Even though you have to be suspicious of certain customers you must always remember your training and be polite even if you feel that they are up to no good. Training Session 3 (Appendix Stockroom) As you can see none of the training here is connected to personal conduct, it doesn't attempt to tell you how to act where as the shop floor assistants are told to be friendly, sincere, polite, confident and have a smile. They are even told that conversations must be work related. When questioned on the reality of this last statement floor staff said they do have non-work related conversations but they are of a toned down nature to the way they would speak in private. When I asked the stockroom workers about their conversations they said that if they were in a situation to have a conversation it would be more animated then if having it on the shop floor as they are not 'in public'. Training Session 12 (Appendix Till Service) Customer interaction is crucial at the till point. Again the trainee is told how to act, to be sincere and polite. I asked staff how easy it was to do this. A typical scenario: It's a very busy Saturday and all the tills are in operation when greeted by the customer with comments such as "I have been waiting ever such a long time, you know" and the like, it is difficult to be sincere and polite as there is nothing the staff can do to make the queue go any quicker. The staff member surface acts with her painted on smile and polite apologies. In the training suggestions of possible conversation are complimenting customers on their choice of purchase. Till operators said they tended to deep act in this case, only saying it if they meant it. Deep acting is a natural result of working on feeling expression is spontaneous (Hochschild 1983). ...read more.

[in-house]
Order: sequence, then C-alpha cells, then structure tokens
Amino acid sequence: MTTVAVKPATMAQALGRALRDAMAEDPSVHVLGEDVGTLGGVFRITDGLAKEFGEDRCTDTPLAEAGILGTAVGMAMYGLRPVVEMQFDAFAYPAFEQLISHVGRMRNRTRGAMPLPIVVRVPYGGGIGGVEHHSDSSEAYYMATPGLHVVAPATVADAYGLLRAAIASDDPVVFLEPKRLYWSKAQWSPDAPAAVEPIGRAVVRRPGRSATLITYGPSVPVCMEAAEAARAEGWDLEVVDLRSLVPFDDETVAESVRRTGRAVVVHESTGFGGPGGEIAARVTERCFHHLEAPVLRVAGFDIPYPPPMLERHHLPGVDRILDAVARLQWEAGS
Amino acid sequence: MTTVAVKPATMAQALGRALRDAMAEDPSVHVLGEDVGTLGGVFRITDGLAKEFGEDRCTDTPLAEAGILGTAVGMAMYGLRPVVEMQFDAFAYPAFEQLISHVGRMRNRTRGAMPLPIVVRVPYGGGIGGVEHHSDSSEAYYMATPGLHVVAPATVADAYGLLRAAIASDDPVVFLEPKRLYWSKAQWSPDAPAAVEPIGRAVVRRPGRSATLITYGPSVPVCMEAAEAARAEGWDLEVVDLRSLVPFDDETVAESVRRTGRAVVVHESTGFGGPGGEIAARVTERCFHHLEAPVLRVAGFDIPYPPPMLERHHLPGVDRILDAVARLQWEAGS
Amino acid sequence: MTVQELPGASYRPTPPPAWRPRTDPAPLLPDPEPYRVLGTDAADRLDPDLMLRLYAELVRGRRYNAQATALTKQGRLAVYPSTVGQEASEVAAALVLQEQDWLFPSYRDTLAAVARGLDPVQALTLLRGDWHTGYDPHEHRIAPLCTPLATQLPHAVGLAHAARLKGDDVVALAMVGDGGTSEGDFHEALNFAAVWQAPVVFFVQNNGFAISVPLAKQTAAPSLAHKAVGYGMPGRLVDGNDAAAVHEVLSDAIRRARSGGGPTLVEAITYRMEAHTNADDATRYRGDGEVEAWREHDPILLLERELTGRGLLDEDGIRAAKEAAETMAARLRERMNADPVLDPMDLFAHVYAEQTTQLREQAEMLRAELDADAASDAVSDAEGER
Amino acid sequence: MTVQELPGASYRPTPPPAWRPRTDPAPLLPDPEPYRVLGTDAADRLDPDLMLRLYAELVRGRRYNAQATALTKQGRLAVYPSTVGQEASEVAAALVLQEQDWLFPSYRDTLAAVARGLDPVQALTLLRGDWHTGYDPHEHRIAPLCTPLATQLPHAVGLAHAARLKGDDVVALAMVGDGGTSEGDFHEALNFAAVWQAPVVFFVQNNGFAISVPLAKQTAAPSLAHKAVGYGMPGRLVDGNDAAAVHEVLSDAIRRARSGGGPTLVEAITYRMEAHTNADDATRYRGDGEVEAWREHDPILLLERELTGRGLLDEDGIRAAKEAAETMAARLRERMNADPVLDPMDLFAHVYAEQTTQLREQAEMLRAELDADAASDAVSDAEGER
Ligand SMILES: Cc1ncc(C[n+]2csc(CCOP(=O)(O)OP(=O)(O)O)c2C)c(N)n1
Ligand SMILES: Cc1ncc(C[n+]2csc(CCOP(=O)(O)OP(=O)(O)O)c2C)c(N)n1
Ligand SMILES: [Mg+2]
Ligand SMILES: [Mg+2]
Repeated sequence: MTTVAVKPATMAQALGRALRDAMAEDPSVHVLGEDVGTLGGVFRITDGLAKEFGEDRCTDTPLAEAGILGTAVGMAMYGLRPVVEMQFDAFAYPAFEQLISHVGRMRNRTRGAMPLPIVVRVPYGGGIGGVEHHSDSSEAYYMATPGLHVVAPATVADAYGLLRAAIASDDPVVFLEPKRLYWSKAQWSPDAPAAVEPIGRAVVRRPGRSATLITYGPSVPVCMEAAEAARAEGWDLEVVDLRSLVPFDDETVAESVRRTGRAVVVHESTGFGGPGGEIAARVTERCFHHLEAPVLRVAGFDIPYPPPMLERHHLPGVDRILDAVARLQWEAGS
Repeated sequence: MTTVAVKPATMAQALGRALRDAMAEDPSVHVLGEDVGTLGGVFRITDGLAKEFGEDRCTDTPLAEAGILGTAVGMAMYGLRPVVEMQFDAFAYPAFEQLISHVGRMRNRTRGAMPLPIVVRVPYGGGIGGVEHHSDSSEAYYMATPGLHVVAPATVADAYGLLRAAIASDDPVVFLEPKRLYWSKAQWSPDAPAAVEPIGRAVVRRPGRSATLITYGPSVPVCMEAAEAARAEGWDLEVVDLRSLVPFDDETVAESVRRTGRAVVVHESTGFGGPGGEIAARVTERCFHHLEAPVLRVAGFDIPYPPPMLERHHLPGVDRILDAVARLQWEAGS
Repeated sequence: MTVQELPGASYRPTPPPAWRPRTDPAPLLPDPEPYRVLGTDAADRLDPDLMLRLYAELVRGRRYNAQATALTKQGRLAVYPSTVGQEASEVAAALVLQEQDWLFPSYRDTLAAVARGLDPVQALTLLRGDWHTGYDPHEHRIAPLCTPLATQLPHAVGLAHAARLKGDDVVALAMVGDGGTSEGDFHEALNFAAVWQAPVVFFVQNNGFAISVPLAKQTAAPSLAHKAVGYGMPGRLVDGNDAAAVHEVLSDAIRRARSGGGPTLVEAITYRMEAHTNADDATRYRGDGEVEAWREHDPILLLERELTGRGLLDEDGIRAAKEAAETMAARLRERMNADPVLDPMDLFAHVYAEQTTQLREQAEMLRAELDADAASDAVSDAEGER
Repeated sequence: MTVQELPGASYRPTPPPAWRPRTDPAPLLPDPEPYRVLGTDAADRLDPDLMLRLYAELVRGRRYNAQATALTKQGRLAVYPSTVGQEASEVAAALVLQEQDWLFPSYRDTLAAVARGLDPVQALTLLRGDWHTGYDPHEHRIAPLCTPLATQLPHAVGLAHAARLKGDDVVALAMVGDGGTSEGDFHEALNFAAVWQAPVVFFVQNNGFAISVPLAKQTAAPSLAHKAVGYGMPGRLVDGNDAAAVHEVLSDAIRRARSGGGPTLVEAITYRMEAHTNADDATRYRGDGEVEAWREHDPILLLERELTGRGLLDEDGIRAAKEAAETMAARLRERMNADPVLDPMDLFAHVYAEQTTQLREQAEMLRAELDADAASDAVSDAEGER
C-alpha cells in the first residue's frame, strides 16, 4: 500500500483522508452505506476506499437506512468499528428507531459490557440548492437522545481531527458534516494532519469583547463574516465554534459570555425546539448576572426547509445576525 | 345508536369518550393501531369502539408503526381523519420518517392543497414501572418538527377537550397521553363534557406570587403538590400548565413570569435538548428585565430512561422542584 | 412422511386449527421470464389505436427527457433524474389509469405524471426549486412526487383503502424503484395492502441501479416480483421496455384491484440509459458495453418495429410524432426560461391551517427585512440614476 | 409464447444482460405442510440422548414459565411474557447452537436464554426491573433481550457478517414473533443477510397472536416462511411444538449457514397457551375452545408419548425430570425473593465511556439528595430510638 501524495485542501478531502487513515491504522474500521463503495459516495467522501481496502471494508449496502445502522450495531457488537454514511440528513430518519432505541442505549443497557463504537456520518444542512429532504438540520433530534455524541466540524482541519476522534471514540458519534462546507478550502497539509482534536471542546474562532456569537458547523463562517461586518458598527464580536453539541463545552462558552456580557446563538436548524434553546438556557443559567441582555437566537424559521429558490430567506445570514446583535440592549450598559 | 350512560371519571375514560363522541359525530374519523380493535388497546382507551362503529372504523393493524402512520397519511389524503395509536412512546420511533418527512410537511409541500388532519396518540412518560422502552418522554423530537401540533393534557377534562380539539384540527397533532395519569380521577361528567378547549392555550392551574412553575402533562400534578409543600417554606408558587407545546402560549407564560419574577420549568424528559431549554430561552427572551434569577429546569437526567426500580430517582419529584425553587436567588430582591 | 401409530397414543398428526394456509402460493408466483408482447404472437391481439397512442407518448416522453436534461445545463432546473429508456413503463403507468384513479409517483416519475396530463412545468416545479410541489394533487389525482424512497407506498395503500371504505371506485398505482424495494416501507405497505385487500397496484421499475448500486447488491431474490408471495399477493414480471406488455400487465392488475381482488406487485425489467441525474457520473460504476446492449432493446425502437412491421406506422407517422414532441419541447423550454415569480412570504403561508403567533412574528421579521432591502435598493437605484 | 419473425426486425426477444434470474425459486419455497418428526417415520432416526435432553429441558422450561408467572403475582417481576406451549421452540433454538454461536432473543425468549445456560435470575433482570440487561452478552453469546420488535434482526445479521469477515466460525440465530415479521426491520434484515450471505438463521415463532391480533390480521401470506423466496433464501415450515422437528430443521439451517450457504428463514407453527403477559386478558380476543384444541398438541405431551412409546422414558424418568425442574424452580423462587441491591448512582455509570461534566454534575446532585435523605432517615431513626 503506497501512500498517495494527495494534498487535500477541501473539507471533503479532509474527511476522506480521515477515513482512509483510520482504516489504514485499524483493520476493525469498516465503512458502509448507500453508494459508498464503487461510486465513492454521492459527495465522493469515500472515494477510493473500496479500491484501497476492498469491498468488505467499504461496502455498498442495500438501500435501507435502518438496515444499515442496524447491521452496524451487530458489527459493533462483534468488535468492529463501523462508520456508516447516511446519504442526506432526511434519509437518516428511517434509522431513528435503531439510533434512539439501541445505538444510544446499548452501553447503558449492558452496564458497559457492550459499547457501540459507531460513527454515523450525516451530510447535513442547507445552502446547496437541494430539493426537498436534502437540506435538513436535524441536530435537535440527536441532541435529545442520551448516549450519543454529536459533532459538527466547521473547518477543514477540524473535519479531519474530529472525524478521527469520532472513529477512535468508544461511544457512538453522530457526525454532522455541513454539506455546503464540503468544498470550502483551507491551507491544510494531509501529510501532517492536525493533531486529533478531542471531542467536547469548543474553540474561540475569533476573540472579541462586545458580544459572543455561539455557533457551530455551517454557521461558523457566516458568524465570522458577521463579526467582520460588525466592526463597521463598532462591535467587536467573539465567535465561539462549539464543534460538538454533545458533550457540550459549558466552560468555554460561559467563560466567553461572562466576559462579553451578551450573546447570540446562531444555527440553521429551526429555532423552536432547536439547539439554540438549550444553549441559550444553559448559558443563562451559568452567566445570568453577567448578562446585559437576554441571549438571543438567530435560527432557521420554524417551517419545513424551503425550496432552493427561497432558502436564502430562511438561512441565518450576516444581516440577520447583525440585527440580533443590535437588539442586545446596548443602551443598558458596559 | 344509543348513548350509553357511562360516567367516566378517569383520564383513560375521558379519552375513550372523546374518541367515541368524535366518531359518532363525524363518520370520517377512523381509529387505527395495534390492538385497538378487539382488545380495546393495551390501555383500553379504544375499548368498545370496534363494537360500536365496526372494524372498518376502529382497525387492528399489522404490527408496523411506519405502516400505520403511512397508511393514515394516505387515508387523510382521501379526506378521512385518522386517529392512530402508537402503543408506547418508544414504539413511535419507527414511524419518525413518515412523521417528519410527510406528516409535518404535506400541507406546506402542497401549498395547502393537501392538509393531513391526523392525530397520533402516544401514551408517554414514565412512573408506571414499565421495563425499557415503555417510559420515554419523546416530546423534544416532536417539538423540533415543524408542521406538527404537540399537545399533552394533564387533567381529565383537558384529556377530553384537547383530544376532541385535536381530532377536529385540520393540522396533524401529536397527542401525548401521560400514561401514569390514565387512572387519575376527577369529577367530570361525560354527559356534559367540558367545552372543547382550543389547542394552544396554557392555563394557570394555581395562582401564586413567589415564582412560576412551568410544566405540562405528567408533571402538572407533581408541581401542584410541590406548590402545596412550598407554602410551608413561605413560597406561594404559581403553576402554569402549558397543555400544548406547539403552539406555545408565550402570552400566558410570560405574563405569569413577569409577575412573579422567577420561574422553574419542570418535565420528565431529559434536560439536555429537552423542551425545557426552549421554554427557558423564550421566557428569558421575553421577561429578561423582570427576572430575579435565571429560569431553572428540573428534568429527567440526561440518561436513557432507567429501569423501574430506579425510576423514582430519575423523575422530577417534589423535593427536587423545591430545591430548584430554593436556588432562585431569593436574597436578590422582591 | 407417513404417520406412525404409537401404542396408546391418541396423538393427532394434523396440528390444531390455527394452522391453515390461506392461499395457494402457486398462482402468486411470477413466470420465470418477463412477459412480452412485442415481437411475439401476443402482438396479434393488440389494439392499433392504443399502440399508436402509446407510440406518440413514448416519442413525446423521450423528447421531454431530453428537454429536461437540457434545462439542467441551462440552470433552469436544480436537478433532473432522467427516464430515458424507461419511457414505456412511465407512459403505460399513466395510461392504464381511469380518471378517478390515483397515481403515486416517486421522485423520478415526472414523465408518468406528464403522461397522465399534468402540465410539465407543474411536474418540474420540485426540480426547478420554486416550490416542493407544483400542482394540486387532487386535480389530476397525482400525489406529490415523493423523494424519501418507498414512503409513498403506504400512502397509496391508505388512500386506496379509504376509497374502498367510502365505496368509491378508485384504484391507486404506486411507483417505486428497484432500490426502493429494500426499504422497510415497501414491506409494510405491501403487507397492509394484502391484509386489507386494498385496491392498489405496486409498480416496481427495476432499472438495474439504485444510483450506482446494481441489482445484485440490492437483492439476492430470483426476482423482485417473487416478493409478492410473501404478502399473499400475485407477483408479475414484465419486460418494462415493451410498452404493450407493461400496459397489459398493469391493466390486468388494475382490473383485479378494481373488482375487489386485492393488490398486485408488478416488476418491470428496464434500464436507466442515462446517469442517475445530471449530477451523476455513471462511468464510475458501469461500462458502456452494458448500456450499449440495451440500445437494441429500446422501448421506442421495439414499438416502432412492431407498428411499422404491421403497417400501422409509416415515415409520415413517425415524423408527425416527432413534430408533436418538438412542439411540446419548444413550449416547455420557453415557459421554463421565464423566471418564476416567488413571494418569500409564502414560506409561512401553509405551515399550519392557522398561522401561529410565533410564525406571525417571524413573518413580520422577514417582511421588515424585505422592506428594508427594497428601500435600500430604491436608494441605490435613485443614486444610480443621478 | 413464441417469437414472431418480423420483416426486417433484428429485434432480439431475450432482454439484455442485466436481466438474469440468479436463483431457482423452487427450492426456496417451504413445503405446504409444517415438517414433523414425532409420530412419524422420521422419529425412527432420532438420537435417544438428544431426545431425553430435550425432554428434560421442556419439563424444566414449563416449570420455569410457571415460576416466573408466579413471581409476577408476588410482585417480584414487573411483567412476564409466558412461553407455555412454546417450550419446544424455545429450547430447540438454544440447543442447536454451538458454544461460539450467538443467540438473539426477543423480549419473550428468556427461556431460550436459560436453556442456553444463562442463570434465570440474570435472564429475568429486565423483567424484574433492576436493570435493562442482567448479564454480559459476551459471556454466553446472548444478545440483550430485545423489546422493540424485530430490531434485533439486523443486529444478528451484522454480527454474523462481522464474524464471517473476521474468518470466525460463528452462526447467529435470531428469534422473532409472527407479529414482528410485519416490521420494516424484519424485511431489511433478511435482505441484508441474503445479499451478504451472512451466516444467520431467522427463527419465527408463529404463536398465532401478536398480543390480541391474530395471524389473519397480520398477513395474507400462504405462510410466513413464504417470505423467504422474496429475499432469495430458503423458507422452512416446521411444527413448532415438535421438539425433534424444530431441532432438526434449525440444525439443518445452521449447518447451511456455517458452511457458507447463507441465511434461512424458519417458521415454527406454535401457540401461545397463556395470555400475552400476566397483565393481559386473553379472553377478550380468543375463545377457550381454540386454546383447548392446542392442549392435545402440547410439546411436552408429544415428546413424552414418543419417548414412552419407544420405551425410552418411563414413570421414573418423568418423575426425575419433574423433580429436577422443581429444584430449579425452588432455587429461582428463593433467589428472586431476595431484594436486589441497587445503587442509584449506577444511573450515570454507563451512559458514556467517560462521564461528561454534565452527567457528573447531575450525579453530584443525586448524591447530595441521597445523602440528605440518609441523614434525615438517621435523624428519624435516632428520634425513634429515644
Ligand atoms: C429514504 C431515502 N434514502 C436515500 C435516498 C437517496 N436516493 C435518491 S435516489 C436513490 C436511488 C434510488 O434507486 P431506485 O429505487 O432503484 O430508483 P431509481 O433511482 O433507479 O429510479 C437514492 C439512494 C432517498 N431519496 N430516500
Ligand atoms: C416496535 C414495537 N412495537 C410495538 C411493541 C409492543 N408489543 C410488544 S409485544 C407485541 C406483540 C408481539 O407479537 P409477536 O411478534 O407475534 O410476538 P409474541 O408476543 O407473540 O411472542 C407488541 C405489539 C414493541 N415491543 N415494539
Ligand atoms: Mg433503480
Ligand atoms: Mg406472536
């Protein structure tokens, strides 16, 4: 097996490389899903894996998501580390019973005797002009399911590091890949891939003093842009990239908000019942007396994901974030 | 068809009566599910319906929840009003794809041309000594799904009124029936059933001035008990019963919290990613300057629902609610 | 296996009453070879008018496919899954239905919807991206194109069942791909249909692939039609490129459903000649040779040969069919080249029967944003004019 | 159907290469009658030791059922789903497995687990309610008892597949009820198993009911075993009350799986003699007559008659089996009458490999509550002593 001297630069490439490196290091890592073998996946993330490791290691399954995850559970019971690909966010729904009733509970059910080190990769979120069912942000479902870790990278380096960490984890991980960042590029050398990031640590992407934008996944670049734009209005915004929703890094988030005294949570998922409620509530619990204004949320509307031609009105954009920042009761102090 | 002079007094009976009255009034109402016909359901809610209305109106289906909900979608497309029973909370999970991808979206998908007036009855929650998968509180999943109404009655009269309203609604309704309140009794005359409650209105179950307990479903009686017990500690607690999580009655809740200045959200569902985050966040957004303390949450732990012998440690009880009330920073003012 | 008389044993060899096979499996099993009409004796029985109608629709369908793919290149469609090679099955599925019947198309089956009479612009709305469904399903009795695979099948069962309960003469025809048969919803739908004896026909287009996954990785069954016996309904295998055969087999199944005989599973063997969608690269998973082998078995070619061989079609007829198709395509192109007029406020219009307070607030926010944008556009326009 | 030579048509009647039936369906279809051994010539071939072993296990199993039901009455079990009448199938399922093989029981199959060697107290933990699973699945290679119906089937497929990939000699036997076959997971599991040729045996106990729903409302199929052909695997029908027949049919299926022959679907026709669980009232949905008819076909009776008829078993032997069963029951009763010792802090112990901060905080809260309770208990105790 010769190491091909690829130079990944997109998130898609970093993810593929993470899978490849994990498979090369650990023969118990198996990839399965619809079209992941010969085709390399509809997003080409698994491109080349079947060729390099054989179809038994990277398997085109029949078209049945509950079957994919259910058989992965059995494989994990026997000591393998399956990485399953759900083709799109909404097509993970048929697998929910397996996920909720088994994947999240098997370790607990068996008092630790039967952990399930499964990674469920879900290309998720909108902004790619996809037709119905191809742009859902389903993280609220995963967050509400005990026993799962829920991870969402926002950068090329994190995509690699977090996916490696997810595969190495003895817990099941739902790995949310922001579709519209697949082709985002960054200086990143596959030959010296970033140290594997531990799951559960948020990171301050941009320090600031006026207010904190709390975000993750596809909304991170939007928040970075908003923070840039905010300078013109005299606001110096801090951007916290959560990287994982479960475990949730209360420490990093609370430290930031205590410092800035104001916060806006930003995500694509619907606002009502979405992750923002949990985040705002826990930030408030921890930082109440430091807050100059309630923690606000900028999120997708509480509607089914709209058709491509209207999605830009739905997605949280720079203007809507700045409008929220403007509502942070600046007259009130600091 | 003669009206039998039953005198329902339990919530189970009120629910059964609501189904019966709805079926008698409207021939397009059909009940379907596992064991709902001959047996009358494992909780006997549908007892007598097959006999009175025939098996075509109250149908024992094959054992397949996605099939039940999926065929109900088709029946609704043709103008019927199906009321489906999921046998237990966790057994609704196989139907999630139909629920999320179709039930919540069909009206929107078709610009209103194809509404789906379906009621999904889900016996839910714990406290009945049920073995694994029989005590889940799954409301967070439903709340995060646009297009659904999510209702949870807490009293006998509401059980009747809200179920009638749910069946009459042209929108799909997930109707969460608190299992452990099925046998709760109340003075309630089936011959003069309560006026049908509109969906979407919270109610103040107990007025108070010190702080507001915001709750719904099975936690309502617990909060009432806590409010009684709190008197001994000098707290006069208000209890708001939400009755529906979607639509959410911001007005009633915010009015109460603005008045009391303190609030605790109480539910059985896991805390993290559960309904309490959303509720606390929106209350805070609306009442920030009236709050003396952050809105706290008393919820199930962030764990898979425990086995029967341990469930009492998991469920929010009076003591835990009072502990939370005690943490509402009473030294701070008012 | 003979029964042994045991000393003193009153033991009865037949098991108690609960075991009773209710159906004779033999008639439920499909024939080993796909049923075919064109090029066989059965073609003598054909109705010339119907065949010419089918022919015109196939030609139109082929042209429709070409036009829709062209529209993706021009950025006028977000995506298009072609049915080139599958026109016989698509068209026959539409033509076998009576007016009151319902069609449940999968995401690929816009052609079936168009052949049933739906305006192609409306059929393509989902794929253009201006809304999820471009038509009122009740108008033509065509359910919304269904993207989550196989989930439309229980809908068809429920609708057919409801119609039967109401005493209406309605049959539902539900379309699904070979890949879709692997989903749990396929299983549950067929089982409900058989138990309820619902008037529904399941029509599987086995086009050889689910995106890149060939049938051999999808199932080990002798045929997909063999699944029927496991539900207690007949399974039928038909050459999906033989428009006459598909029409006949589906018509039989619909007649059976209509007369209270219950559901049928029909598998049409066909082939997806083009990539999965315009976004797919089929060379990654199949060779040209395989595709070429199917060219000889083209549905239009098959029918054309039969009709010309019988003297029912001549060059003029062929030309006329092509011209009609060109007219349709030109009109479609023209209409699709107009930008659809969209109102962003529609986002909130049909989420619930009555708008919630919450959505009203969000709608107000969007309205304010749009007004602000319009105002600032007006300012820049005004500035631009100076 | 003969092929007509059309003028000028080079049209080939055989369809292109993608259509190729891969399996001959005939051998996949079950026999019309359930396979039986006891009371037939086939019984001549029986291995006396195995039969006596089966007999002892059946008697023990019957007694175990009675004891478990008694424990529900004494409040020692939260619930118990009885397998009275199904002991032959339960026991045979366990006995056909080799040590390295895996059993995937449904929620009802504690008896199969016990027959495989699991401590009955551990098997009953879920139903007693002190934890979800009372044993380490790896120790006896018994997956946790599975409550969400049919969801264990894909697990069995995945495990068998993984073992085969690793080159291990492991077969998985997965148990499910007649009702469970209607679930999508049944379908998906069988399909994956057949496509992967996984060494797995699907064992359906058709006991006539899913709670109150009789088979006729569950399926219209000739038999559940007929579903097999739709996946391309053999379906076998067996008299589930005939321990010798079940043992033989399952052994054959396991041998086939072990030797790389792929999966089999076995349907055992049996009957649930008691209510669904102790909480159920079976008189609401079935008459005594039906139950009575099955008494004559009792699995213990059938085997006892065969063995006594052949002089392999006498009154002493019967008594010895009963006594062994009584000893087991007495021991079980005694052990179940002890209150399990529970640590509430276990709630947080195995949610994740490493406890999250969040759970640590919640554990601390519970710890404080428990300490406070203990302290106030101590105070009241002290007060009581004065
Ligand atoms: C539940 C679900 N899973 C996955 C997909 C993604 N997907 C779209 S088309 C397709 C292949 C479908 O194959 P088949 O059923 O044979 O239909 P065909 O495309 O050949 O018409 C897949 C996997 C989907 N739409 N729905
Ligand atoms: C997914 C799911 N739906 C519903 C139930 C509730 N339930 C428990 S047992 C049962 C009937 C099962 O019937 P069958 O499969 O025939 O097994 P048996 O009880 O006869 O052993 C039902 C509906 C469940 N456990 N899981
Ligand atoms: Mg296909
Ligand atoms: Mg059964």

The female manager was about to give in to the customer when the shop manager, a man, noticed the disturbance and came over to assist his colleague. He refused to give the man a refund. I believe that as a man the shop manager saw the customer as a mere man and stood by the initial reaction of the female manager. The customer more intimidated by the act of the shop manager gave in very quickly and left the shop threatening "I will let head office know about this." The manager was not browbeaten by this comment, as he knew the customer didn't have a leg to stand on. This situation also lends itself to the fact that " a different proportion of the managed heart is enlisted for commercial use." (Hochschild, 1983 p163-164) Women make defensive use of their beauty, charm and relational skills, which due to commercial exploitation can lead them to become estranged from these capacities. For male workers it is more their ability to wield anger and make threats that is used by the company and so this the capacity which they are likely to feel estranged from. (Hochschild 1983) Conclusion Each environment has an impact on the workers emotions. The sales floor is where surface acting takes place throughout most of the working day. The stockroom is a place where deep acting is given more of a chance to occur due to the fact that the company don't suppose emotions upon its workers here. I think the training offered by Next is appropriate as it is what is institutionally expected by society. It is achievable by staff to act this way, as this is what they are getting paid to do. I think it does affect workers emotions being trained how to act because it must be hard to switch off at the end of the day. Eventually it must become instinctive to act in a socially expected way and it must become harder for staff members to express their true emotions when not at work. ...read more.